An example of the opposite situation happened just now at the inauguration of U.S. President Barack Obama in Washington (Jan. 20th, 2009). Millions of people on television and on the scene itself heard a performance of a Quartett, played by Itzhak Perlman, Yo-Yo Ma, Anthony McGill and Gabriela Montero, composed especially for this occasion by composer John Williams. This was presented as a live performance, but was in reality "playback", and the instrumentalists mimed as if they were playing, explaining afterwards that it was too cold to really play. Nobody who watched on TV or attended the ceremony was informed that this was "playback". This was found out and published by the "New York Times" a few days later and then also reported in the "Sueddeutsche Zeitung", Munich, on Jan. 24th, 2009.

In the 1980's, Wolfgang Sawallisch took Munich musicians (including myself) to Italy for open air summer concerts in Roman amphitheatres. Also Sergiu Celibidache took the Munich Philharmonic to Granada, Spain, for open-air concerts. The acoustics in all these places were phenomenally good, without any electronic amplification. Several thousand people could enjoy one of these concerts and it was a real experience. Also the youth orchestra I had joined with Karel Ancerl in 1971 performed a beautiful outdoor concert at the Palazzo Pitti in Florence with natural acoustics. However, the Munich Philharmonic with Zubin Mehta performed a concert in a sports- stadium in India which had to be amplified because of the lack of natural acoustics. The performance (a Tschaikowsky Symphony) became abominable because there was no unified sound - sometimes one heard flutes, then the viola-section, some individuals were sticking out arbitrarily, without any musical logic. Celibidache refused to conduct all open air concerts which needed amplification. But of course a performer can earn more money, the more tickets that can be sold. Where does one draw the line between one's artistic obligation towards great music and one's financial private gain from commercializing music?

Maestro Celibidache allowed live radio and TV recordings of his concerts with the Munich Philharmonic. But he demanded strict rules for these recordings. For the radio recordings, all microphones had to hang from the ceiling; no microphone- stands were allowed in the orchestra in order not to disturb eye contact between conductor and instrumentalist. For TV recordings, Celibidache did not allow extra bright lighting nor moving cameras during performance, so as not to disrupt the atmosphere of a real concert. In Vienna our performance with the Munich Philharmonic of Bruckner's 4th Symphony was recorded for TV. Before publication, Celibidache demanded to see the film. The film showed mostly close-ups of mouths and fingers and sweat pearls. Celibidache said - this is a film for gynecologists - and refused to let it be publicized. Celibidache stuck to all these principles and although he was offered enormous sums of money for making studio recordings (for example in Japan), he refused to do it. During an interview for the Munich newspaper the "Abendzeitung" in 1979, Maestro Celibidache was asked why he does not make commercial recordings, as he would get as famous as Herbert von Karajan. Celibidache's answer was: "Coca Cola is also famous!"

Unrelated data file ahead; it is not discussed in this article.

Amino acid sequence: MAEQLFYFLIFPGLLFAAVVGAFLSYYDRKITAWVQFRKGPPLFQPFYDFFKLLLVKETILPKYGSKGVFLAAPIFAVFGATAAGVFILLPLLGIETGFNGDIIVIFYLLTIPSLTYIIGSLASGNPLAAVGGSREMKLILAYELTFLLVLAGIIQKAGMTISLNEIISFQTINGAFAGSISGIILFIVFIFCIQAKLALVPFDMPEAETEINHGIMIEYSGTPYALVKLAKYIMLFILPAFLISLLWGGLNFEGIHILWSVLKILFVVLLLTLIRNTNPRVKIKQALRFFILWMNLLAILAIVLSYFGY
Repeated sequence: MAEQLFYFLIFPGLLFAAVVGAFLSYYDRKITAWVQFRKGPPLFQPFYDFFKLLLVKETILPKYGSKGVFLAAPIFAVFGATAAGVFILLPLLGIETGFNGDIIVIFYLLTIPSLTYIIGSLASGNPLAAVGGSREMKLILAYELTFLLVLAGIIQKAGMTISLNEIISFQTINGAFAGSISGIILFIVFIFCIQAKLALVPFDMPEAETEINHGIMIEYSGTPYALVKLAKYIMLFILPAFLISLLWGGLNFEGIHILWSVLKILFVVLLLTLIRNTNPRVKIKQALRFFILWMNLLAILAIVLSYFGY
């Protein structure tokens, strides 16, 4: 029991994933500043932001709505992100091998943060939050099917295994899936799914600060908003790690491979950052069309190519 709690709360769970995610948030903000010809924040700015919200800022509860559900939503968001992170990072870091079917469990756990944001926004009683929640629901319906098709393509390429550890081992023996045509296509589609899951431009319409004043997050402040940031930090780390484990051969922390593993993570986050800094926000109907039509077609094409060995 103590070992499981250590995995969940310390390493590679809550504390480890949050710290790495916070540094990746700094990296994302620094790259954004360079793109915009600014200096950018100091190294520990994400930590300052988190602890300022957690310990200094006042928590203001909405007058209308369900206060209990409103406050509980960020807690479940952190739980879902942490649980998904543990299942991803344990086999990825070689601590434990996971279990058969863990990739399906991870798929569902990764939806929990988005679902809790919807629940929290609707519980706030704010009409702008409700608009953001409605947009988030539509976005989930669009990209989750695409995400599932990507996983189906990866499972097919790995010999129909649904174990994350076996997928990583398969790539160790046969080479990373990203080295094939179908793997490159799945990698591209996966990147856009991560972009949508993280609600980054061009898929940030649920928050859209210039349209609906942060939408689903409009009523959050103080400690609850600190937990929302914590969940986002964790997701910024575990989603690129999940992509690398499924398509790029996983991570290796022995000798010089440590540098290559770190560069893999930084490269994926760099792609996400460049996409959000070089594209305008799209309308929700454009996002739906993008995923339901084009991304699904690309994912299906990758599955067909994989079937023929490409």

Celibidache was always looking for a great spirituality to happen in performance. He mentioned that when everything was in harmony in a performance he could see a white light. His idea was that during the performance every note in a composition carries within itself the beginning to the end, as a complete unity. The white light could be seen when this total unity was achieved: a unity of tempo, balance, overtones, and many other details. And then he said of a performance - it is wrong to say it was beautiful but one must say - it was truth.

And I believe that when one honors the requirements for a great performance, a recording or DVD can be a great cultural enrichment for those who could not be there at these performances personally.

Since the time that Celibidache died (in 1996) the "Multimedia" has changed dramatically. In the studios one can change every note of a recorded piece arbitrarily. We must not allow these technical achievements to take us farther and farther away from the original sound and performance. Performers should still look for spontaneous individuality in music-making and not only trying to become famous through the terrific publicity available today in multimedia, or depending on machines to perfect balance and other problems which players should attend to themselves; when musicians stop doing the work themselves that they should be doing in recordings this negatively affects their concretizing level. We must work to avoid perfectly manufactured and processed artificial products, which don't have much in common with inspired and inspiring art. To help us towards these goals, we have wonderful records of earlier music-making from the great artists of the last century available for reference, for instrumentalists, conductors and orchestras as well as media technicians.

For more than one year my personal memories of Maestro Celibidache have been published in the bimonthly Japanese magazine "Classical Journal" in the numbers from 28 to 34 and the great interest in the memories made the Japanese publisher decide to print a book of these stories to be published in 2009.

Last July 2008 after one of our chamber concerts in Tokyo with cello, bassoon & piano a Japanese gentleman came to us with the last issue of "Classical Journal" for us to sign and he said to us: " I have read everything available on Maestro Celibidache but this was all new to me."

I personally look up to Maestro Celibidache as an ideal as a musician and a person in the sense that he was one of the only famous musicians of my time who was not bribable by money or fame but always worked for keeping artistic principles alive.

Friedrich Edelmann - Rebecca Rust / Germany - USA /